Virginia Tech Director of Athletics Jim Weaver said yesterday that he will "levy sanctions this coming season" on the three football players, among them quarterback Marcus Vick, who were convicted Friday of three misdemeanors each of contributing to the delinquency of a minor.
Vick's lawyer, Marc Long, said he filed an appeal yesterday at noon. He said there is a hearing set for July 13 at Montgomery County (Va.) Circuit Court in Christiansburg but he hopes to get the date moved up. Long said he expected the lawyers of tailback Mike Imoh (Robinson High) and wide receiver Brenden Hill to also file an appeal.
Weaver would not be specific about the sanctions to Vick, Imoh and Hill. However, in a statement released on the school's athletic Web site he said: "Although these matters are on appeal, the athletic department remains disturbed and disappointed over these actions . . . if there is no resolution [to the appeals] before the season begins, disciplinary measures will be enforced."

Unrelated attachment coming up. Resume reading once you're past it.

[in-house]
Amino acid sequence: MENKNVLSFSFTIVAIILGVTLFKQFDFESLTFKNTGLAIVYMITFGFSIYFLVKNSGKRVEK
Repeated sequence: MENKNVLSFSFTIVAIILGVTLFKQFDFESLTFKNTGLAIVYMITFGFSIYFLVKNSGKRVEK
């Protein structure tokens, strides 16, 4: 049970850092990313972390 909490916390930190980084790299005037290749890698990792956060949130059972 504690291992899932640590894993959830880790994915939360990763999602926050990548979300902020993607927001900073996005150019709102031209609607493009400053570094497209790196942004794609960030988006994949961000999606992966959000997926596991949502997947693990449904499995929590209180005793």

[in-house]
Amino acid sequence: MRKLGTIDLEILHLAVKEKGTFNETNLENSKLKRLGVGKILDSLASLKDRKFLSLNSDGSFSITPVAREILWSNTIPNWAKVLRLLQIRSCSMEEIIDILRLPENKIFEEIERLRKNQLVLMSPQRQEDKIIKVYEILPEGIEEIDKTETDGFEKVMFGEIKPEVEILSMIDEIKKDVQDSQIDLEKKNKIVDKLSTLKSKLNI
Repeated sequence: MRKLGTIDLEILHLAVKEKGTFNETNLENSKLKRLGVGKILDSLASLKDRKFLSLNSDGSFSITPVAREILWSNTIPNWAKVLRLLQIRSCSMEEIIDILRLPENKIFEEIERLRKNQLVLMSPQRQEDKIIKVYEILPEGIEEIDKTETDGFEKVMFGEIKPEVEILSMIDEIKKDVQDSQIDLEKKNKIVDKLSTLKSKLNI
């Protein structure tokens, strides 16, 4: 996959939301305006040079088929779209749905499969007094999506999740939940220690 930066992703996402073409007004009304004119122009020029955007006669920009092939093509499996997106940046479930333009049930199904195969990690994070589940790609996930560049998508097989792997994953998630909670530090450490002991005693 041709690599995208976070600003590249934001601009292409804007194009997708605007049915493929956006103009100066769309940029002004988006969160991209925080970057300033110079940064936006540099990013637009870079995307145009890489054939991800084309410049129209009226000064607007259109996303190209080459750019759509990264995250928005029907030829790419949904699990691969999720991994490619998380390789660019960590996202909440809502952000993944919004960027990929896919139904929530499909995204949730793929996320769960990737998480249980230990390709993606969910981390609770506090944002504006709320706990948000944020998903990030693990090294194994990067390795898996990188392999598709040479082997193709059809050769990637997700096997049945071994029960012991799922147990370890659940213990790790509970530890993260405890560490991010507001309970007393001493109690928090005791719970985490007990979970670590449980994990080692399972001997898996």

Because student disciplinary actions are confidential, Weaver said, these will not be disclosed.
"However," he added, "when the season starts, the sanctions will be readily apparent."
Under the school's Comprehensive Action Plan, put in place in 1997 after 22 arrests involving 15 football players during a 15-month span, Weaver has the authority to sanction players charged or convicted of a misdemeanor. Coach Frank Beamer suspended Vick for the James Madison game last season for an unspecified violation of team rules.
After an eight-hour trial Friday in Christiansburg, Va., on charges relating to a late-night party involving alcohol with three underage girls Jan. 27 in the Blacksburg apartment Vick and Hill share, Vick was sentenced to 30 days in jail and fined $2,250. He was found not guilty of a fourth charge, having sex with a 15-year-old girl. Imoh was sentenced to 10 days in jail and fined $750, Hill to 20 days in jail and a $1,500 fine.